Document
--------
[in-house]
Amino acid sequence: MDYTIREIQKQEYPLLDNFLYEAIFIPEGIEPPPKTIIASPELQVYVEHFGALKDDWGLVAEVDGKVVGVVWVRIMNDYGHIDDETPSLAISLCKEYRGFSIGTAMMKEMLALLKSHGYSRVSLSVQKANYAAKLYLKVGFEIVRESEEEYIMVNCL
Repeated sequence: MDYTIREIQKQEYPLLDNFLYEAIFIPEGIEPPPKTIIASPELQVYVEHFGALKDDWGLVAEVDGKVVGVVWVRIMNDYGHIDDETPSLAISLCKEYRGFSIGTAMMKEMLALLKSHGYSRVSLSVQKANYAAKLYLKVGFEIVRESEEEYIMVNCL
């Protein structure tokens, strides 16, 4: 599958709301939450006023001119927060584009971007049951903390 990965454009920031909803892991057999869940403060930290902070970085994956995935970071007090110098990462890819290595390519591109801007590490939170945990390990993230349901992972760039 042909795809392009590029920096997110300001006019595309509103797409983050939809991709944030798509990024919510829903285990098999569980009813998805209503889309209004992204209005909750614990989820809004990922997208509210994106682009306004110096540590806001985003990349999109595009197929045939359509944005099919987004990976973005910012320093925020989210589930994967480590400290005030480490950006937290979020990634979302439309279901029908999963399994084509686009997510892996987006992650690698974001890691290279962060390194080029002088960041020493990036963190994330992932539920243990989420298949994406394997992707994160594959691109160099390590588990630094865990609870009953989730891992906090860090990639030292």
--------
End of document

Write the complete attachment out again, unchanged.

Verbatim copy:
[in-house]
Amino acid sequence: MDYTIREIQKQEYPLLDNFLYEAIFIPEGIEPPPKTIIASPELQVYVEHFGALKDDWGLVAEVDGKVVGVVWVRIMNDYGHIDDETPSLAISLCKEYRGFSIGTAMMKEMLALLKSHGYSRVSLSVQKANYAAKLYLKVGFEIVRESEEEYIMVNCL
Repeated sequence: MDYTIREIQKQEYPLLDNFLYEAIFIPEGIEPPPKTIIASPELQVYVEHFGALKDDWGLVAEVDGKVVGVVWVRIMNDYGHIDDETPSLAISLCKEYRGFSIGTAMMKEMLALLKSHGYSRVSLSVQKANYAAKLYLKVGFEIVRESEEEYIMVNCL
């Protein structure tokens, strides 16, 4: 599958709301939450006023001119927060584009971007049951903390 990965454009920031909803892991057999869940403060930290902070970085994956995935970071007090110098990462890819290595390519591109801007590490939170945990390990993230349901992972760039 042909795809392009590029920096997110300001006019595309509103797409983050939809991709944030798509990024919510829903285990098999569980009813998805209503889309209004992204209005909750614990989820809004990922997208509210994106682009306004110096540590806001985003990349999109595009197929045939359509944005099919987004990976973005910012320093925020989210589930994967480590400290005030480490950006937290979020990634979302439309279901029908999963399994084509686009997510892996987006992650690698974001890691290279962060390194080029002088960041020493990036963190994330992932539920243990989420298949994406394997992707994160594959691109160099390590588990630094865990609870009953989730891992906090860090990639030292």